House Minority Leader Kevin McCarthy is set to lead a group of fellow Republican lawmakers to the southern border in Texas on Monday, amid debate over the Biden administration’s decision to end a Trump-era pandemic restriction on the US-Mexico border.
McCarthy’s office said in a press release Saturday morning that the California Republican will be joined in Eagle Pass, Texas, by nine lawmakers, including two other members of House GOP leadership – Conference Chair Elise Stefanik and Policy Committee Chairman Gary Palmer.
Others expected to make the trip include Reps. Tony Gonzales, Randy Weber, Michael Guest and Chip Roy, all of Texas; Marjorie Taylor Greene of Georgia; Diana Harshbarger of Tennessee and Blake Moore of Utah. Greene is coming off an unprecedented hearing in Atlanta on Friday in which she testified under oath for three hours in a case that focused on whether she is constitutionally barred from holding office because of her role in the January 6, 2021, insurrection at the US Capitol.
Monday’s trip will be McCarthy’s second to the border this Congress, the first being a trip to El Paso, Texas, in March 2021.
The Biden administration is set to repeal next month the measure known as Title 42, which allows border authorities to turn migrants back to Mexico or their home countries because of the public health crisis caused by Covid-19. It was first invoked by then-President Donald Trump to criticism by immigrant advocates and public health experts and then initially kept in place by the Biden administration.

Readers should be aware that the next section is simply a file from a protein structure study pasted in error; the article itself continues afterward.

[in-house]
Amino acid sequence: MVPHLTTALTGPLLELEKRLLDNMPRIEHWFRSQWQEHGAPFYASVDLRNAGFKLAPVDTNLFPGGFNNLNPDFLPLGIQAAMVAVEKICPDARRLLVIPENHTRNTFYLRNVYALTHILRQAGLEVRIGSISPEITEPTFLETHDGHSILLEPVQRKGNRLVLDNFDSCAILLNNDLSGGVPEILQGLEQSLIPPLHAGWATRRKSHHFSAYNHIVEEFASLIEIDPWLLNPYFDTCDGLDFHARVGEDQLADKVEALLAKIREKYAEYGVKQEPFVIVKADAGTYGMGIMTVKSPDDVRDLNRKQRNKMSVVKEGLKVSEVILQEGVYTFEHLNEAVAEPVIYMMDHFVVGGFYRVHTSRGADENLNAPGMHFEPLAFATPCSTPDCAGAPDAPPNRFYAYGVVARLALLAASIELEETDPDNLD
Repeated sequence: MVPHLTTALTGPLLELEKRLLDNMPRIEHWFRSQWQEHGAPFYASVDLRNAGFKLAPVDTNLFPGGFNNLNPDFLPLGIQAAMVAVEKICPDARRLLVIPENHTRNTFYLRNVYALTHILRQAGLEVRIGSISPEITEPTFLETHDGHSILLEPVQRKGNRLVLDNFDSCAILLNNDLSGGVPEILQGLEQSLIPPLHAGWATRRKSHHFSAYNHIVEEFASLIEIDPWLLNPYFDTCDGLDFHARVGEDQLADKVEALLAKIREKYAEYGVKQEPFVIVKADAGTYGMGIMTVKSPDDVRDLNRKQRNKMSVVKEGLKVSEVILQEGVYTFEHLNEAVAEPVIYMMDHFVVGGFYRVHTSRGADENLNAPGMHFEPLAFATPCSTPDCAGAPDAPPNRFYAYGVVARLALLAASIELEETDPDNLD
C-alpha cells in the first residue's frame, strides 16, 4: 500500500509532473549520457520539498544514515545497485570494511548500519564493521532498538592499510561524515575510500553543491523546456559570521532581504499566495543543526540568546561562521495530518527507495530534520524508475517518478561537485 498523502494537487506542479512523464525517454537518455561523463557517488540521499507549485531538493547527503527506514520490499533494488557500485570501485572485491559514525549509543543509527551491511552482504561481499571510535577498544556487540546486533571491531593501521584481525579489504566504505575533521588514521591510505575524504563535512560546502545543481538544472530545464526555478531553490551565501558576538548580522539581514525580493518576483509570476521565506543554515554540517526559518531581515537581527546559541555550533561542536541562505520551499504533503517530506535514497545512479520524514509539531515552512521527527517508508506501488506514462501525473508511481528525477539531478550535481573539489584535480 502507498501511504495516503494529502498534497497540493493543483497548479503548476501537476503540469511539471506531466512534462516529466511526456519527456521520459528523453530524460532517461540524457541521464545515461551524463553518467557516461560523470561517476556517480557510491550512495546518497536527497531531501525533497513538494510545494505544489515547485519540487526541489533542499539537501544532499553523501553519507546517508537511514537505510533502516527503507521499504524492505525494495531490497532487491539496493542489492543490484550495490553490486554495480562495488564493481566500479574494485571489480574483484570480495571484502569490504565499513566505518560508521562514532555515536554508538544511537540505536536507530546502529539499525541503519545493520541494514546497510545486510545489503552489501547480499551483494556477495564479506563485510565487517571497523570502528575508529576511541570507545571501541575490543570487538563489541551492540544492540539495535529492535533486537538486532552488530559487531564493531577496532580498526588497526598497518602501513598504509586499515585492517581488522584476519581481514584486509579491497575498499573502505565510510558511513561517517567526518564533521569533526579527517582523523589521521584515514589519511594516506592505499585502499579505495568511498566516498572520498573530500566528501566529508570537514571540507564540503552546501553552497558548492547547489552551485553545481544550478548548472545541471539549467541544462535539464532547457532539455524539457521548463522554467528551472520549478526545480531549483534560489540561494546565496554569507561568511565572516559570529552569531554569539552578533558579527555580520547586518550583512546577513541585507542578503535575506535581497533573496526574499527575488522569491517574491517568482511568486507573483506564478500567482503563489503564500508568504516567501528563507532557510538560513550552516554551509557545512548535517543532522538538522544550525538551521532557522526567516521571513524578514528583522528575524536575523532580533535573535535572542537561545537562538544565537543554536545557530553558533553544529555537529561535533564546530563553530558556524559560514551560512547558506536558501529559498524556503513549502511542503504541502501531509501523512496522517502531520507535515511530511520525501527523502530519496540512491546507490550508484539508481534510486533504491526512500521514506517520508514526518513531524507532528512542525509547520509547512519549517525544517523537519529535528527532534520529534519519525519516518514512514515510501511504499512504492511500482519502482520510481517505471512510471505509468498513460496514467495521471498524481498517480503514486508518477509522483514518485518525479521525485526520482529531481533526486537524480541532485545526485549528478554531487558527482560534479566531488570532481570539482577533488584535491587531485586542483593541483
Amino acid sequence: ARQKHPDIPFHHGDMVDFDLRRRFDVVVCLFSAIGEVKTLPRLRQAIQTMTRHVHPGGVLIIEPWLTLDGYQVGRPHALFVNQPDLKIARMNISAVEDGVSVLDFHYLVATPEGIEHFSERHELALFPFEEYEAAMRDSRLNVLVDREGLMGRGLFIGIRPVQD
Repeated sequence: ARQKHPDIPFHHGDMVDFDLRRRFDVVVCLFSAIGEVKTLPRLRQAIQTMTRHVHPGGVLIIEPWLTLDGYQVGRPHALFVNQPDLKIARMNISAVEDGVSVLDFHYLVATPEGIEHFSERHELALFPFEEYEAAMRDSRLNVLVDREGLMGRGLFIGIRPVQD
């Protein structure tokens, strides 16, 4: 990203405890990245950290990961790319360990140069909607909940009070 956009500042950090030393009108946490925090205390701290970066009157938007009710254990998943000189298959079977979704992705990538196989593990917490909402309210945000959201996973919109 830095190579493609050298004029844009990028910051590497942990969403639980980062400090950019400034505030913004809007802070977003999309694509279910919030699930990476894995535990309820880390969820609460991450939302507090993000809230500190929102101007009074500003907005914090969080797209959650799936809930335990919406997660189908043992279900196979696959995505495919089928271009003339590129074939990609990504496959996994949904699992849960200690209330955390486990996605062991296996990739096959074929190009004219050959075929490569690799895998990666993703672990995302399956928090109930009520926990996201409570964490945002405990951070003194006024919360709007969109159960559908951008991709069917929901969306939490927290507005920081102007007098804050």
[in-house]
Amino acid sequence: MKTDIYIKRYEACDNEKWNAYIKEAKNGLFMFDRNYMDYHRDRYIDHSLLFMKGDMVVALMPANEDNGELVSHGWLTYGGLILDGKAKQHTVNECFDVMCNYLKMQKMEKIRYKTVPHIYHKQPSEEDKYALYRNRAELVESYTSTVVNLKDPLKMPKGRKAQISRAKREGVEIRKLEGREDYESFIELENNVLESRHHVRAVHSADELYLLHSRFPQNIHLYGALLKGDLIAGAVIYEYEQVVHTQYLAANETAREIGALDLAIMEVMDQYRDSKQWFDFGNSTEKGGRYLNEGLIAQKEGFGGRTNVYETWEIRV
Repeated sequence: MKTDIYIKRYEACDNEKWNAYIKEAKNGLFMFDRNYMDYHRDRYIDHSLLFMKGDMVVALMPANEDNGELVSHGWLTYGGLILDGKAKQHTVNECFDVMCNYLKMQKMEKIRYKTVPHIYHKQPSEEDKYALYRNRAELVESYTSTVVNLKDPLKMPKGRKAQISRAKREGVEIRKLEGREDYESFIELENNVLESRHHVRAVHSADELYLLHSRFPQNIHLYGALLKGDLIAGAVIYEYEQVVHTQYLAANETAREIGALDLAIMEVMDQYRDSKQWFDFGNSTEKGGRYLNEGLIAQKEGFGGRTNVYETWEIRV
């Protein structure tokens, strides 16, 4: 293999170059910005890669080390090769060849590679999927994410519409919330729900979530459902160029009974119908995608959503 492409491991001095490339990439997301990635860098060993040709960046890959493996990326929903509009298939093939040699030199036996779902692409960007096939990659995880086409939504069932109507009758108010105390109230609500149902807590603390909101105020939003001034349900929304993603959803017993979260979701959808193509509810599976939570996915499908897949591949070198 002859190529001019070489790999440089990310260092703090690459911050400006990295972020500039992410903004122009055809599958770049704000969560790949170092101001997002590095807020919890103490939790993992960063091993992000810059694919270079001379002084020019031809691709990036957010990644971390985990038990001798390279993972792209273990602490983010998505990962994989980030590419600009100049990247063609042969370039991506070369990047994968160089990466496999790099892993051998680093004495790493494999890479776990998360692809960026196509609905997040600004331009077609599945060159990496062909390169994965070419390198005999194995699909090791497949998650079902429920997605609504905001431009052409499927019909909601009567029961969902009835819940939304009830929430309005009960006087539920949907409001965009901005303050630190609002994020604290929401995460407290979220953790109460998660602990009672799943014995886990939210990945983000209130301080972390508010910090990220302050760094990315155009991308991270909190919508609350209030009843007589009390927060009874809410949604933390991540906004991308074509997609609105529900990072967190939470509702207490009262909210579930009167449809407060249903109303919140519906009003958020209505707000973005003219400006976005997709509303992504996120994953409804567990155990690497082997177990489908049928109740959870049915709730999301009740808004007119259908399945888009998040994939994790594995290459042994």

“House Republicans stand with our brave Border Patrol agents on the front lines of this crisis, and we demand that the Biden administration reverse their decision to end Title 42 and fully enforce the immigration and border security laws of our nation,” McCarthy’s office said Saturday.
GOP lawmakers running for reelection this fall are using the repeal of Title 42 as a talking point to attack Democrats on immigration.
Several vulnerable Democrats have joined Republicans in slamming the decision to roll back the border measure next month, arguing that President Joe Biden and Homeland Security Secretary Alejandro Mayorkas do not have enough time to establish an adequate plan to deal with the expected surge of migrants expected on the US-Mexico border once Title 42 is rescinded.
Mayorkas told CNN this week his department is actively preparing for the potential increase in migrants, saying, “I think we have to be very mindful of the fact that we are addressing enemies, and those enemies are the cartels and the smugglers, and I will not provide our plans to them.”
US Customs and Border Protection had 221,303 encounters at the US-Mexico border in March, which marked yet another jump in arrests along the southern border. CBP has already apprehended more than 1 million people this fiscal year, which began on October 1. That includes some repeat crossers.
McCarthy himself is facing criticism after new audio recordings revealed contradictory statements he made about former President Donald Trump. In the audio clips, the California Republican is heard telling other GOP leaders in the days following the January 6 insurrection that he planned to advise Trump to resign, among other things.
McCarthy broke his silence Friday for the first time since the recordings leaked and defended his comments to reporters, saying he had just been walking through potential scenarios about Trump’s fate after the insurrection and hadn’t been advocating any of them.